and with regular hexagons^{1}. According to this fact, we can classify regular
meshes into three main groups, depending on whether their faces are all tri-
angles, quadrilaterals, or hexagons. We talk, respectively, about *triangular,*
*quadrilateral, and* *hexagonal meshes. For architectural applications, each of*
these meshes has its strengths and weaknesses.

*•* *Triangular meshes* have been extensively used in architecture, in par-
ticular because their faces are planar. Indeed, the vertices of a non
degenerate triangle always deﬁne a plane. The main drawback of tri-
angular gridshells is in the substructure. In a triangular mesh, gener-
ally, six edges meet together at a vertex: the manufacturing of such

1This can be easily seen considering that the angles of polygons meeting at each vertex
must sum up to 360* ^{◦}*. With three polygons, we get 120

*angles, corresponding to the hexagon. Four polygons give 90*

^{◦}*(a square), while ﬁve give 72*

^{◦}*, impossible to ﬁll by a regular polygon. Six polygons gives60*

^{◦}*, an equilateral triangle. No other polygons exist with less than three sides.*

^{◦}*CHAPTER 2. THE GEOMETRY OF MESHES* 16
a node is awkward. Moreover, let us imagine we want a torsion-free
substructure, and consider a single face and its bounding edges. The
three symmetry planes, corresponding to the three edges, will intersect
in a single point (possibly at inﬁnity), and so do the three node axes,
given by the pairwise intersections of the three planes. For each other
face sharing an edge with this face, two node axes are already given.

The third one must pass through their intersection point, and then it is already determined. Therefore, in a triangle mesh, all node axes of a torsion-free substructure must intersect in a single point. This gives a high restriction to feasible shapes; if we want all node axes exactly orthogonal to the reference shape, this is only possible for spheres and planes. This makes triangular gridshells not so relevant in architectural geometry.

*•* *Quadrilateral meshes* are an interesting solution for gridshells. In a
quadrilateral mesh, faces are not necessarily planar; nevertheless, on
every shape, it is possible to design quadrilateral meshes with planar
faces, called *PQ meshes. Regarding the substructure, in general, only*
four beams are joined together at a vertex. This simpliﬁes the manu-
facturing of connections. Moreover, it is also possible to approximate
every reference surface with PQ meshes whose substructure is torsion-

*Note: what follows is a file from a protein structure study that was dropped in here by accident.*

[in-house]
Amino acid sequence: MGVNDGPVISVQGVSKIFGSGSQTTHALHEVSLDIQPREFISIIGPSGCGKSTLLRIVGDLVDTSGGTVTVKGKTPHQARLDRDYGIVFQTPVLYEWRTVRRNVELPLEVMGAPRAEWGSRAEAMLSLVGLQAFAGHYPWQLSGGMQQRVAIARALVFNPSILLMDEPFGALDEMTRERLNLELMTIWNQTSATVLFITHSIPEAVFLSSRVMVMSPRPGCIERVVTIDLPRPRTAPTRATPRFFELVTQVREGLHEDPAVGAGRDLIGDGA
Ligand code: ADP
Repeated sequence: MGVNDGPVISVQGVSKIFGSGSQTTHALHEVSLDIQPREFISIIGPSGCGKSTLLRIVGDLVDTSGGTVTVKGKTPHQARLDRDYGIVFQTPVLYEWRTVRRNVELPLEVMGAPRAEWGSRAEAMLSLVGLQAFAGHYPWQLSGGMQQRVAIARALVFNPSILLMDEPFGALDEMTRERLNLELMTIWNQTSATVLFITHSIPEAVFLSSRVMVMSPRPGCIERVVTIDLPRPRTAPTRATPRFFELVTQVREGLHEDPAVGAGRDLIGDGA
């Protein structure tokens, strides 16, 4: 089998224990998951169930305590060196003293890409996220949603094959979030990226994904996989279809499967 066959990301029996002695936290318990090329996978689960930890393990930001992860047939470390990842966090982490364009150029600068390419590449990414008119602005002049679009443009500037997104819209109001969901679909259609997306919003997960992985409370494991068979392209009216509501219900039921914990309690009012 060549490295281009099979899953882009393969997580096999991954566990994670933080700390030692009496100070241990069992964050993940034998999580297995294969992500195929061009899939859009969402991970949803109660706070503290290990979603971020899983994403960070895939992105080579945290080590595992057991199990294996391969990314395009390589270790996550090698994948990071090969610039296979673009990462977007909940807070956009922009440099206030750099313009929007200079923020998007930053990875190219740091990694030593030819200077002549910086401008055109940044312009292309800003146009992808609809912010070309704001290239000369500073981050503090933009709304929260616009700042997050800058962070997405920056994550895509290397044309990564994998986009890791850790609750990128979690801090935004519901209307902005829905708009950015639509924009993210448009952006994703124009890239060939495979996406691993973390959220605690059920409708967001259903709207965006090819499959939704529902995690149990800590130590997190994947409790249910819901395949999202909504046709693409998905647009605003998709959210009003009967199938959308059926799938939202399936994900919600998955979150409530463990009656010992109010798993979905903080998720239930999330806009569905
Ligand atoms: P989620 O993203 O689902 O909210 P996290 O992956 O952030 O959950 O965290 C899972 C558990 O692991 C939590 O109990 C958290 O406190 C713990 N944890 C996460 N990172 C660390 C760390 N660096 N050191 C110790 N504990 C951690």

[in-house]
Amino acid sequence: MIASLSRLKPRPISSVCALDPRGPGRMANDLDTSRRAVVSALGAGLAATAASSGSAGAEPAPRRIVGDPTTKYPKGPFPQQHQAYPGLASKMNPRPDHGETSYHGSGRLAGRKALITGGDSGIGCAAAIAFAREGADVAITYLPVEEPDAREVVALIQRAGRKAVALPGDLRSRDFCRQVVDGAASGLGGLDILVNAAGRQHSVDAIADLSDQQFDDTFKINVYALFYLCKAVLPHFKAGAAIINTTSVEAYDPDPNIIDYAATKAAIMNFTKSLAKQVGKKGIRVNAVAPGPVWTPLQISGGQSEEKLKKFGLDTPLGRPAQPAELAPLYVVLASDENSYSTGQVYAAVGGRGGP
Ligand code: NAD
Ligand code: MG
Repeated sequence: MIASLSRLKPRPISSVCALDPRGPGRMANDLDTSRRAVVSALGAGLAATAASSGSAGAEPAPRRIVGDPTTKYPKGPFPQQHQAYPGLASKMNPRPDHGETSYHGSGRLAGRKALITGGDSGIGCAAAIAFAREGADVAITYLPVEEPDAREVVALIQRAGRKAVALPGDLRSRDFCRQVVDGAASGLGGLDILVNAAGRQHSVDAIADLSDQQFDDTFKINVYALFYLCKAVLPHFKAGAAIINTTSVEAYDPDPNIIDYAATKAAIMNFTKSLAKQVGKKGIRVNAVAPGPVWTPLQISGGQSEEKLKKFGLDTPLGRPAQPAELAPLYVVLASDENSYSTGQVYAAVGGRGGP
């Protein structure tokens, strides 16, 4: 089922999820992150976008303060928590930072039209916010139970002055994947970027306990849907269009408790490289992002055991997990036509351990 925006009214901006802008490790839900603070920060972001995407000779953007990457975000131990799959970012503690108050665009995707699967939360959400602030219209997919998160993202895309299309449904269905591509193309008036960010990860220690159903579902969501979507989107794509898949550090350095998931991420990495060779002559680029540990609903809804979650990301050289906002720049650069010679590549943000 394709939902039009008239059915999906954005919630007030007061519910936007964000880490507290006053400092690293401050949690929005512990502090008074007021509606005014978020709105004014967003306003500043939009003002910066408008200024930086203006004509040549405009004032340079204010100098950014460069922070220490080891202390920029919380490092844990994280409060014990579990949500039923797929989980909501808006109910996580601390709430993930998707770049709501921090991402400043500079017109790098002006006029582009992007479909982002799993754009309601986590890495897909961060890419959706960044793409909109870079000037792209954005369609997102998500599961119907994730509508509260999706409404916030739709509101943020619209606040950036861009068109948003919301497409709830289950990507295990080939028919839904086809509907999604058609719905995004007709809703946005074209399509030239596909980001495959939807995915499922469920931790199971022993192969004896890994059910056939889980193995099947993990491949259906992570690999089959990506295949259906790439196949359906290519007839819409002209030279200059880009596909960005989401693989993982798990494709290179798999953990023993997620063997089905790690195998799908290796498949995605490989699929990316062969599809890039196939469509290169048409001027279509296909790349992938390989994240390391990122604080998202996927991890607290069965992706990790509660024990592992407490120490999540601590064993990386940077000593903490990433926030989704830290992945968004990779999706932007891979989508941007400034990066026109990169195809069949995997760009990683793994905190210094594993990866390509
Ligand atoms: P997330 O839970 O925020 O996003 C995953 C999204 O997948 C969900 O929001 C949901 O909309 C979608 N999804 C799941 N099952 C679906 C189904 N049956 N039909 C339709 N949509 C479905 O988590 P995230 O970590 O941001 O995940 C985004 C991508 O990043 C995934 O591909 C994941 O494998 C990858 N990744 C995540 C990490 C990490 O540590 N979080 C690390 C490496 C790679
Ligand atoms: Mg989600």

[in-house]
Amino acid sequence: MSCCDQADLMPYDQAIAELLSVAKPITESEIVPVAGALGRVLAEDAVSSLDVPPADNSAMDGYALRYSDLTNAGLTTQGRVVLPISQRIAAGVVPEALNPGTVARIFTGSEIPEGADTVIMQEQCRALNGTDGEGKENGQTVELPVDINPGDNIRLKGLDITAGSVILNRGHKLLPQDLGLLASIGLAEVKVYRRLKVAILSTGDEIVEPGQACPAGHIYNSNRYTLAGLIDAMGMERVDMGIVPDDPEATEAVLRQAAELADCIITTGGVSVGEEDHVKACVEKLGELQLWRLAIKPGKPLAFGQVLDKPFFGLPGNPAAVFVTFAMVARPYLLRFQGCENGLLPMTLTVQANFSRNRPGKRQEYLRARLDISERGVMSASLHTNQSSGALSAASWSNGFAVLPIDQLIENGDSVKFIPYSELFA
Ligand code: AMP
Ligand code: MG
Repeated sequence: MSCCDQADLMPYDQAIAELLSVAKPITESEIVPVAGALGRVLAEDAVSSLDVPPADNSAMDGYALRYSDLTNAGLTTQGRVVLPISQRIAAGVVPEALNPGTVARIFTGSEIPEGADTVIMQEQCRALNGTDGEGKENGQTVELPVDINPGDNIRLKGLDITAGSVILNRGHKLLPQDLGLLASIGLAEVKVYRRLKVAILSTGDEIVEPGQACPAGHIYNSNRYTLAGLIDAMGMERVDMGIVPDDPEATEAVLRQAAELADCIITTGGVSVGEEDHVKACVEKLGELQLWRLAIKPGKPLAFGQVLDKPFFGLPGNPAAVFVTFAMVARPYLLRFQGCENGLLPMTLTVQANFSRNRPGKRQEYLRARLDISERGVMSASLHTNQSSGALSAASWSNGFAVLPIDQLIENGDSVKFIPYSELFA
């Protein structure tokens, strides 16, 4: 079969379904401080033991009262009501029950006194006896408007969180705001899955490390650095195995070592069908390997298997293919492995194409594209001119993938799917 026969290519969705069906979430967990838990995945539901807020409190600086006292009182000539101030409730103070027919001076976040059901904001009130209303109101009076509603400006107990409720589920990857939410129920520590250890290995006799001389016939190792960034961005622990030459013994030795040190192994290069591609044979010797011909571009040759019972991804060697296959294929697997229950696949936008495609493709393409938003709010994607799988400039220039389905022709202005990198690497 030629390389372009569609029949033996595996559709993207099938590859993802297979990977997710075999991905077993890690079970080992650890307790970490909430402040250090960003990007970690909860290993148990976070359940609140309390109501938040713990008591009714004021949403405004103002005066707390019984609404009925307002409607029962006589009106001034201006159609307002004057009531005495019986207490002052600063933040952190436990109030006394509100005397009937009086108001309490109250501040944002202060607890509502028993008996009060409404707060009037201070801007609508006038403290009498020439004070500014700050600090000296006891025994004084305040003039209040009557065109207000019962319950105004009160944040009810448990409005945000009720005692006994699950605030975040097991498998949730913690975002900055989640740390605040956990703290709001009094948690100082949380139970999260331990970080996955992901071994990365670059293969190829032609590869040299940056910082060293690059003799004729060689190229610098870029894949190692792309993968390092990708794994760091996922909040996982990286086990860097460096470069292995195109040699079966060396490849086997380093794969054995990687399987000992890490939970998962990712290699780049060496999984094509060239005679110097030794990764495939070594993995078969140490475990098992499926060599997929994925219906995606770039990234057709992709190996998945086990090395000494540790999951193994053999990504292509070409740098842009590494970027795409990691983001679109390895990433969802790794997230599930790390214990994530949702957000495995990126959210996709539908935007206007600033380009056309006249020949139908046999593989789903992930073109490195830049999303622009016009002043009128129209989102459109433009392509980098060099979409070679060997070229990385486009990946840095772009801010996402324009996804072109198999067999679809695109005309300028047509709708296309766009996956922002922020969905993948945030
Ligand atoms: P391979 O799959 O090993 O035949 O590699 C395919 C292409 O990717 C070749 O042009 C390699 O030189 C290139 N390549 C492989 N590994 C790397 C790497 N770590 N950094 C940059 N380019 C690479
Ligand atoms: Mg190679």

free, as will be shown in section 2.1.3. However, the design of such
meshes requires a deeper geometric understanding, as will be shown in
section 2.2. For this reason, these meshes have been the most studied
by architectural geometry.

*•* *Hexagonal meshes* are interesting especially because of their nodes
where only three beams are connected together. Also in this case,
it is possible to design meshes with planar faces and a torsion-free
substructure, but for anticlastic shapes, planar faces cannot be convex.

In the following of this thesis, the focus will be restricted to quadrilateral meshes. This choice will be justiﬁed later, in chapters 5 and 6, where we will see that a quadrilateral connectivity arises spontaneously both from me- chanical and smoothness optimization of gridhells.

*M*
*M*^{′}

(a) (b)

**Figure 2.2** – Two parallel PQ meshes *M* and *M** ^{′}* (a), and the corresponding
torsion-free substructure (b).

**2.1.3** **Oﬀset meshes**

Planar faces and a torsion-free substructure are desirable properties for grid- shells. While on triangular meshes this is possible only for special geometries, these goals are achievable for quad meshes approximating arbitrary shapes.

This section introduces PQ meshes which have a torsion-free substructure,
in particular it shows how this property is closely connected to the concepts
of *parallel* and *oﬀset meshes.*

Let *M* be a PQ mesh, with vertices **v*** _{i}* and edges

*e*

*=*

_{k}*{*

**v**

_{i}*,*

**v**

_{j}*}*. Let us consider now a mesh

*M*

*, with vertices*

^{′}**v**

^{′}*and edges*

_{i}*e*

^{′}*=*

_{k}*{*

**v**

^{′}

_{j}*,*

**v**

^{′}

_{i}*}*, that has the same combinatorics of

*M*(one to one correspondence among vertices, edges, and faces), and which is positioned such that corresponding edges

*e*

*and*

_{k}*e*

^{′}*are parallel.*

_{k}*M*

*is then called a*

^{′}*parallel mesh*of